Strange Magic

Posted on January 24, 2015 at 5:25 pm

Copyright 2015 Touchstone Pictures
Copyright 2015 Touchstone Pictures

Despite the big names behind it, including George Lucas, who came up with the story and produced, it feels like a straight-to-DVD, about the level of Disney’s Tinkerbell series. It’s bright, colorful, self-affirming, and bouncy. And, likely to be appreciated more by the adults than the kids in the audience, there is a Glee-style mix, or, perhaps re-mix, of assorted songs from the 60’s through today. But that isn’t enough to make it work on a big screen.

It is supposedly inspired by Shakespeare’s A Midsummer Night’s Dream, but the only similarities are the forest, the fairies, and the love potion.

It takes place in an enchanted world that is divided in parts, whose generic names are characteristic of the dim pilot light of the creative imagination at work  here.  The happy, colorful Fairy Kingdom is ruled by a king (Alfred Molina) with two daughters.  The Dark Forest is ruled by the gnarled, bitter Bog King (Alan Cumming) who hates the idea of love because it is chaotic. “Love is dangerous.  It weakens.  It rots.  It destroys order.  Without order, there is chaos.”

The fairy king’s oldest daughter is the brave and responsible Marianne (Evan Rachel Wood), who, as the movie begins, is thrilled that she is about to marry the handsome Roland (Sam Palladio). She flies through the kingdom singing a sweet, girl pop version of the Elvis classic, “I Can’t Help Falling in Love With You.”  Her younger sister is Dawn (Meredith Anne Bull), who has good intentions but is impetuous and a little naive. Her best friend is an elf named Sonny (Elijah Kelley), who patiently listens to Dawn talk about her various crushes and does not let her know that he is in love with her.  They have a cute duet to Bob Marley’s “Three Little Birds.”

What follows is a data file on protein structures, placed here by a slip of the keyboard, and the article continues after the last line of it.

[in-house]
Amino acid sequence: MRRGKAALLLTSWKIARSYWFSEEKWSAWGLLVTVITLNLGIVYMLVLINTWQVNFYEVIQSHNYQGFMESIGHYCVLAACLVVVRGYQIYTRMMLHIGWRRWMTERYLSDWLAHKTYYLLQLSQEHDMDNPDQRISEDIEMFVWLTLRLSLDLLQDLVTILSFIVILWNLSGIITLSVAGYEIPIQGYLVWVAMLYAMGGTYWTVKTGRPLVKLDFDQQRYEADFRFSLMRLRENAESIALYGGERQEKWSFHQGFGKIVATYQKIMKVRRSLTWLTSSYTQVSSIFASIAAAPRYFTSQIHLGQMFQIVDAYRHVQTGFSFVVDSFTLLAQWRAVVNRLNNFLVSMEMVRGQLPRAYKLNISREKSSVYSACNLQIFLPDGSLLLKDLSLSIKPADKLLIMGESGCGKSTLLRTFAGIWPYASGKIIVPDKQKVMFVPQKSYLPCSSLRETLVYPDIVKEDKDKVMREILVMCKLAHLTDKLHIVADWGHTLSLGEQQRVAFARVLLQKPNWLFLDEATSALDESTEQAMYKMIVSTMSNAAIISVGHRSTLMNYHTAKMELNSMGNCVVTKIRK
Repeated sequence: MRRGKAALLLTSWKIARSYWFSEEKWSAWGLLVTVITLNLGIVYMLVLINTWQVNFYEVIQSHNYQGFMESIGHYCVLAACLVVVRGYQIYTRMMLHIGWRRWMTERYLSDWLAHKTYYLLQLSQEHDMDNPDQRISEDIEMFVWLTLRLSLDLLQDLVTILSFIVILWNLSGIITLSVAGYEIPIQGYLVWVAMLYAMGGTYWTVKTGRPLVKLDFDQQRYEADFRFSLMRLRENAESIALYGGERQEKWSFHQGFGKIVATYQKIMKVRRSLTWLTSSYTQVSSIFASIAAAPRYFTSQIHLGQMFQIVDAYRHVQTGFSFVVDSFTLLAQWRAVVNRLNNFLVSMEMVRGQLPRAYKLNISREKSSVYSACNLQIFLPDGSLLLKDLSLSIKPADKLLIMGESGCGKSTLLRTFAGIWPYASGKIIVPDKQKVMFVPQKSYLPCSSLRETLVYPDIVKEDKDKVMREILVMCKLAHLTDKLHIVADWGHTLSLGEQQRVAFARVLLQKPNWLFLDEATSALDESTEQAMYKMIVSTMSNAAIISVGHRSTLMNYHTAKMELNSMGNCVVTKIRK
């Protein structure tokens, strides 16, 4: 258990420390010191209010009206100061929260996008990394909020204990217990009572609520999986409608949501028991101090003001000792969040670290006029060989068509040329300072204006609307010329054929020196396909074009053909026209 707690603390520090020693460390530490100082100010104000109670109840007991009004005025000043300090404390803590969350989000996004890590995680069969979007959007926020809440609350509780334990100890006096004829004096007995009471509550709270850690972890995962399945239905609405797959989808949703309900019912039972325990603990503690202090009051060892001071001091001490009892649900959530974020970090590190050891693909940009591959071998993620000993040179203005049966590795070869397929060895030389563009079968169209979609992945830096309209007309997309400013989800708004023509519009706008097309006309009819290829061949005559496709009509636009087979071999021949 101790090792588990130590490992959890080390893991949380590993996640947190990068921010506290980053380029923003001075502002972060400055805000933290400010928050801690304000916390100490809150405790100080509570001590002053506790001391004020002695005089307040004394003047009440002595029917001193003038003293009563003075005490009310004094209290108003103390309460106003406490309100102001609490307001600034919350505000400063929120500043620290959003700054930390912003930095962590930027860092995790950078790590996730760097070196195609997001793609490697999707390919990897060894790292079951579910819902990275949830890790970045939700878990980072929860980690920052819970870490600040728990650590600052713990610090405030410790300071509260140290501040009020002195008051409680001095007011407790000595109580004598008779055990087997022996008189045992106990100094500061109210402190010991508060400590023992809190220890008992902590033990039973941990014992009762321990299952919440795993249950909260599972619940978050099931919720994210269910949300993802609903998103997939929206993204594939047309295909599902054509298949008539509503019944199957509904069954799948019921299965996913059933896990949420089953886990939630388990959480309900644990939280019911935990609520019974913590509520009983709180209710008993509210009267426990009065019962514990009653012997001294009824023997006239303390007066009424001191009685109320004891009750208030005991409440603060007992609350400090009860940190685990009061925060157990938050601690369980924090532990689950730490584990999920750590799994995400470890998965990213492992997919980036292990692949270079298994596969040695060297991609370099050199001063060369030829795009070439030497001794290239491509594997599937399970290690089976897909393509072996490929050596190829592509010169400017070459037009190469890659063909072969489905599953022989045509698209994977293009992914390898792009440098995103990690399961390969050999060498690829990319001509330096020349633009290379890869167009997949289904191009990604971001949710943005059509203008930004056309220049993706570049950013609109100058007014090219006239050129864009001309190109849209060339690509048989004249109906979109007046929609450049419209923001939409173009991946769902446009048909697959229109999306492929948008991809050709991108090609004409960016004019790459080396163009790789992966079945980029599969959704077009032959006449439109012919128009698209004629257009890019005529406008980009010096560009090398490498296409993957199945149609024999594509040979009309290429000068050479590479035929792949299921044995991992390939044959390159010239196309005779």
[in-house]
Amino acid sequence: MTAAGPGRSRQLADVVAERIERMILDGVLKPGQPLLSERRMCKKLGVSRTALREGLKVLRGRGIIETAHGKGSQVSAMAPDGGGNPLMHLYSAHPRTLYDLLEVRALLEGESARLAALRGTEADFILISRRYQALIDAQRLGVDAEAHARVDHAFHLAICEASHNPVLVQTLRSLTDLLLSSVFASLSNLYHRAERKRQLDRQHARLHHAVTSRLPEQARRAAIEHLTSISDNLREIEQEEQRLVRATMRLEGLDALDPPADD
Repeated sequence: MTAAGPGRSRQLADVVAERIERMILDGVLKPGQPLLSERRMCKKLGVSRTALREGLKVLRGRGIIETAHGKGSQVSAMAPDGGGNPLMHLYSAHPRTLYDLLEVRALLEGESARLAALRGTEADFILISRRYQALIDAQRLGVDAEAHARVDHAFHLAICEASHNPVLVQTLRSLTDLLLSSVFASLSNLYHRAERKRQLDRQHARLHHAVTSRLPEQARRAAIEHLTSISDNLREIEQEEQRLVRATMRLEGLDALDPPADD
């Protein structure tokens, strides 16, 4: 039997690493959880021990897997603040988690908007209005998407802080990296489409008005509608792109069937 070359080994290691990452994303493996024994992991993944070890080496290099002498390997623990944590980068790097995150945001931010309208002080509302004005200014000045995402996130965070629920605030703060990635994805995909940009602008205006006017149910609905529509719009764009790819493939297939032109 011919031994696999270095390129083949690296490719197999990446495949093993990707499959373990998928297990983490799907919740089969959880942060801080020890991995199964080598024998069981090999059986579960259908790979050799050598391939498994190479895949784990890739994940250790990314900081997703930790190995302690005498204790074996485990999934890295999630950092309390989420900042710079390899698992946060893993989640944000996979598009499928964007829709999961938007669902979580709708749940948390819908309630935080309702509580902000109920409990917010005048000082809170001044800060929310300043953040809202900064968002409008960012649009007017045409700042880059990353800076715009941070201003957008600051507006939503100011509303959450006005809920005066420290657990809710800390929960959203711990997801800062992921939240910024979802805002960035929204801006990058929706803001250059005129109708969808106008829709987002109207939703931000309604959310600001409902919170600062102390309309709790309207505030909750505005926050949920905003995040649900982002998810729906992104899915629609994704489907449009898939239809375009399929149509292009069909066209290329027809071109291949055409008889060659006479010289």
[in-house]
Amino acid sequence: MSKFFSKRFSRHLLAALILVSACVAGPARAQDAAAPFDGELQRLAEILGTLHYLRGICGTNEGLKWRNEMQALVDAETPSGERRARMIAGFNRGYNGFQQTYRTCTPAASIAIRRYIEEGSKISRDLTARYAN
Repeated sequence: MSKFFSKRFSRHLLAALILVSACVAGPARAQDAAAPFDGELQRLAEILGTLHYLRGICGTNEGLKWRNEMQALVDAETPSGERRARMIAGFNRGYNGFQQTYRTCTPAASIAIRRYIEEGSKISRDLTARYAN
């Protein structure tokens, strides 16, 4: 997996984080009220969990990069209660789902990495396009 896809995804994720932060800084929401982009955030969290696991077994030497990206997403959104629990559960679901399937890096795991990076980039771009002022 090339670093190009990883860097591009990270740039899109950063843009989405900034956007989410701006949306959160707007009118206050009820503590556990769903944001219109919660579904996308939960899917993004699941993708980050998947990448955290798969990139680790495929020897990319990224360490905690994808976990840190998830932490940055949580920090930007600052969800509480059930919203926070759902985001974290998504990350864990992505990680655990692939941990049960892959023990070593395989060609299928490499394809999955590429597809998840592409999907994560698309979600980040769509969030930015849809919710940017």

Marianne discovers Roland kissing another girl and breaks their engagement. But Roland wants to be king, and that means he must persuade Marianne to be his wife. He persuades Sonny to cross the border into the Bog King’s domain to get a love potion from the Sugar Plum Fairy (Kristin Chenoweth), who was imprisoned by the Bog King. Sonny agrees so he can get some for Dawn, to make her fall in love with him. Sonny has a lot of adventures on the way to obtaining the potion, and the Sugar Plum Fairy insists on getting out of her cage in return for her services. Sonny gets the glowing green potion, but just as in Shakespeare, it does not work as intended.  The Bog King captures Dawn, demanding the potion as ransom.  Marianne flies in to the rescue, but so do Sonny and Roland, creating some confusion and misunderstandings.  And a lot of singing.  The well-chosen tunes include: “What Do You Get When You Fall In Love?,” “Marianne,” “I Want to Dance With Somebody,” “When You’re Strange,” “Love is Strange,” “Sugarpie Honeybunch,” “Crazy Little Thing Called Love,” “Tell Him,” and “Wild Thing.”

There is an unexpectedly endearing romance, and the usual kids-film messages about the importance of what’s inside us.  But the light-weight storyline is weighed down by sub-standard design and low-level animation that relies too much on algorithms and not enough on imagination.

This is where looks do matter, and this film cannot overcome the clunkiness of its design.

Parents should know that there is some fairytale peril and violence, including some scary creatures, some mild gender humor including an accidental same-sex kiss portrayed as gross (really? In 2015?), and brief potty humor.

Family discussion: Why did Marianne and Bog have trouble trusting others? Why did Bog start to be nice?

If you like this, try: “The Book of Life” and the Tinkerbell series of DVDs.

Related Tags:


Animation Fantasy Musical

Interview: Meredith Anne Bull of “Strange Magic”

Posted on January 21, 2015 at 3:57 pm